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CHICAGO-The Illinois Insurance Exchange is looking to the state Legislature for help in restoring its credibility and stability after a third syndicate insolvency in the past eight months.

The Chicago-based exchange is asking the Legislature to increase the Illinois Insurance Department's oversight, which means modifying 1979 enabling legislation that has allowed the exchange to operate largely independently since it began in 1981.

It remains to be seen, though, whether the IIE's willingness to trim its own wings will encourage brokers and buyers to seek coverage there.

"The (proposed) regulation seems like it could only be a positive step," said Scott Weicholz, the Coral Gables, Fla.-based chief operating officer of both Britamco Underwriters Inc., an IIE syndicate, and Preferred National Insurance Co.

However, he asked, "You can have all the regulation in the world, but if you don't have the business coming in, what good is it? The IIE's future is contingent on its ability to attract major syndicate members, which will allow it to resume writing in California and Texas," which are important surplus lines markets.

Mr. Weicholz's companies write about $60 million in gross premiums year for commercial multiperil and other liability risks.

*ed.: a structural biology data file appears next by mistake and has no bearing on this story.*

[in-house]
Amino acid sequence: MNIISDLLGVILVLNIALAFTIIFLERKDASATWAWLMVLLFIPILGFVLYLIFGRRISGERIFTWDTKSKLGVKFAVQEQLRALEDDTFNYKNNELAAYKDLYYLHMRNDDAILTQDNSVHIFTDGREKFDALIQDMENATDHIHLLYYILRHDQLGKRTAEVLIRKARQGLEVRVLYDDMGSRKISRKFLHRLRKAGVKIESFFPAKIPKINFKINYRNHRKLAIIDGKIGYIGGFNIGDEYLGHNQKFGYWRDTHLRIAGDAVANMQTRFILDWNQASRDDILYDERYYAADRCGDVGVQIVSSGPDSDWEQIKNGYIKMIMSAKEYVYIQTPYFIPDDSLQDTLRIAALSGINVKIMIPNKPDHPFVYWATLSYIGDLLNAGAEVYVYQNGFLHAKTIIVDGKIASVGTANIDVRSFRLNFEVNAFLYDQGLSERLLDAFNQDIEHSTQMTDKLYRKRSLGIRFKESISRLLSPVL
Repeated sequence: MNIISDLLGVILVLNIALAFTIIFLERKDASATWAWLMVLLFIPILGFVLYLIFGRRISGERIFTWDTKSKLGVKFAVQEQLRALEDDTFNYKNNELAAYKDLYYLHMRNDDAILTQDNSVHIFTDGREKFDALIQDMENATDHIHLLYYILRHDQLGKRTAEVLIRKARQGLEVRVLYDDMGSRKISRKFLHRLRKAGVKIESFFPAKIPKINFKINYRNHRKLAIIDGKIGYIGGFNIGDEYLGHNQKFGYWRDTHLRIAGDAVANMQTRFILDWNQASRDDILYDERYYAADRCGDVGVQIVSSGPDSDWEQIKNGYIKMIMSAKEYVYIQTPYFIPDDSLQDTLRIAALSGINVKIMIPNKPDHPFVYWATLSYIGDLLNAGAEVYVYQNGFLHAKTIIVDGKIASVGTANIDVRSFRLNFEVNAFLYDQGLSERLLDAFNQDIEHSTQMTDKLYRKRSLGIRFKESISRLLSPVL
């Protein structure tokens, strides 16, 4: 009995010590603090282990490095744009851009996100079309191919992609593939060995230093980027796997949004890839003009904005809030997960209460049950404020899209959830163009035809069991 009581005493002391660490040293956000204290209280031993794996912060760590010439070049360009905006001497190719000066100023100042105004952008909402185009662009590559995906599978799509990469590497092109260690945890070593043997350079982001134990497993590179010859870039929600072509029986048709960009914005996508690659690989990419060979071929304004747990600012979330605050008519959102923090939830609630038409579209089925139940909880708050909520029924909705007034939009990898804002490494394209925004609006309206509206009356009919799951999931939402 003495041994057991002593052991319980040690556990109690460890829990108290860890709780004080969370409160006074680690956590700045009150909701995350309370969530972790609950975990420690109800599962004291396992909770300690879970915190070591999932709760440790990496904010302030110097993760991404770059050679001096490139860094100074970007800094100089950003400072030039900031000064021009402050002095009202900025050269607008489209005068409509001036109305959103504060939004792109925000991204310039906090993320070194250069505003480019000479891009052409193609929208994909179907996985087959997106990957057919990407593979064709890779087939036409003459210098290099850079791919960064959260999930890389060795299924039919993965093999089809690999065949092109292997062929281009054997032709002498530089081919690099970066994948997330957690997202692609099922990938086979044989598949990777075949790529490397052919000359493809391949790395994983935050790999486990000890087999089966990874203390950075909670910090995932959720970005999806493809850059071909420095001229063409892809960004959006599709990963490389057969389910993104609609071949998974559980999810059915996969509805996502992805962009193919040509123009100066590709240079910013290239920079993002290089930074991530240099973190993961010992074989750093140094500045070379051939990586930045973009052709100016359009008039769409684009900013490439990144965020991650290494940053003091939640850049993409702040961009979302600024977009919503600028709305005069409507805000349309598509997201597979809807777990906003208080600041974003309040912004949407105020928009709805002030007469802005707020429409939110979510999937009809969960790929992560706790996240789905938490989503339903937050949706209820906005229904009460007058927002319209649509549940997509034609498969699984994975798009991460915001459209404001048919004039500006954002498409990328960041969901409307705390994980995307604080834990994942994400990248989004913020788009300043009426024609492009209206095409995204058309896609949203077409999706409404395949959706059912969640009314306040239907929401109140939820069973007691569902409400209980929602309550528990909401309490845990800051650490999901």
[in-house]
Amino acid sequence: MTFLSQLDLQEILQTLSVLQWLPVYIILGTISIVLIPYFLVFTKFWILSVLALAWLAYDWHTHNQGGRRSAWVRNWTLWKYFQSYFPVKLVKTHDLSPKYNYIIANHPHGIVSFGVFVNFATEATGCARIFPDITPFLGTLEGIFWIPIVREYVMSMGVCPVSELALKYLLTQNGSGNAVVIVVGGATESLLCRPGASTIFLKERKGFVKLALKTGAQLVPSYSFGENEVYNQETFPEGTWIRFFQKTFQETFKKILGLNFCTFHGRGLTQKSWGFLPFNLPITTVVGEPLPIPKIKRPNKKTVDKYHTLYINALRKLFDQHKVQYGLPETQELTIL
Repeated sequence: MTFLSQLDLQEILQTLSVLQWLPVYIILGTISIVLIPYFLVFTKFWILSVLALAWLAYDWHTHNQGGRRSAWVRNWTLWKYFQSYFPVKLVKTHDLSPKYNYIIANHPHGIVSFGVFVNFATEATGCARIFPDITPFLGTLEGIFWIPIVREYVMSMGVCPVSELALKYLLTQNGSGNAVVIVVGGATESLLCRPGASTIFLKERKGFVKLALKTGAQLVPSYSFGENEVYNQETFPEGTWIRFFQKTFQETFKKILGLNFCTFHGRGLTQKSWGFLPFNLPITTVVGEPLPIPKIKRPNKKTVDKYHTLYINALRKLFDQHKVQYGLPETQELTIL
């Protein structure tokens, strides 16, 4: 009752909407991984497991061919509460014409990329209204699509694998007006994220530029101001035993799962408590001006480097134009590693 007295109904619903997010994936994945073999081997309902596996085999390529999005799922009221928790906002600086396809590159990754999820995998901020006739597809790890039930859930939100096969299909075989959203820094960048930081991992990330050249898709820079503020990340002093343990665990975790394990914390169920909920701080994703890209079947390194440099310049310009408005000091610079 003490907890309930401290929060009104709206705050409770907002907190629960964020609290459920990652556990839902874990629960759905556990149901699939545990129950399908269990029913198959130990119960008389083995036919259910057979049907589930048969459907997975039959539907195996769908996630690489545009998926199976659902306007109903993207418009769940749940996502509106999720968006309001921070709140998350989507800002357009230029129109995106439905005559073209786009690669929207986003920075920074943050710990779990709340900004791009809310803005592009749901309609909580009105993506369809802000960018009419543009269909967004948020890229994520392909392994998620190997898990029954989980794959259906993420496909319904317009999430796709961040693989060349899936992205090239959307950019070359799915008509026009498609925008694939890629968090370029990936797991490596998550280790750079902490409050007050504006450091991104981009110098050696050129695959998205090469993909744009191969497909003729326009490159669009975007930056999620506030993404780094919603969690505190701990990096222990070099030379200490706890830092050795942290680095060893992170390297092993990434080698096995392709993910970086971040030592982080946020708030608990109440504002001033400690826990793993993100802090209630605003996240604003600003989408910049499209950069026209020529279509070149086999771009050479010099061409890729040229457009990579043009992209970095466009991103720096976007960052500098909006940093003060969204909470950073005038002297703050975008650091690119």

Executives there decided to accede to the repeated requests of independent agents and write all new business beginning March 1 through Preferred National, rather than through the IIE syndicate Britamco. At the same time, Britamco also voluntarily withdrew from writing new or renewal business in California.

However, the company does plan to continue as an IIE member and service Britamco policies, he said.

Since the IIE began, about 18 IIE syndicates wrote more than $2.5 billion in gross written premium, including a record $294.7 million in 1994.

Over the years, several of those syndicates have combined or withdrawn, with the most recent withdrawals Transco Syndicate #1 Ltd. and First Mercury Syndicate Inc. Comprehensive Ensurers Market Syndicate Inc. is litigating over withdrawal arrangements. Now, the number of syndicates actively writing risks is down to a handful.

In addition, the IIE's latest financial figures show syndicates wrote $89 million in gross premiums through the third quarter of 1996, compared with $108 million for the same period a year earlier.

The latest syndicate liquidation was ordered Feb. 27 by a Cook County Circuit Court judge, who found Resure Syndicate Inc. insolvent by at least $3.5 million (BI, March 3).

Resure's insolvency heightened the exchange's concern with the pending legislative bill, which "is going to give the Illinois (Insurance) Department a more specific, direct role pertaining to the financial solvency. . .of the existing and future syndicates of the exchange," said James E. Tait, IIE president and chief executive officer.

The eight-page bill sponsored by Sen. Robert Madigan, R-Lincoln, requires state insurance regulators to regularly examine the IIE's financial records, to impose stricter financial reporting requirements and to reject any new or modified IIE operating rules that regulators consider threatening to policyholders.

However, the bill proposes that IIE rules adopted before the bill's proposed Jan. 1, 1998, effective date will be considered approved.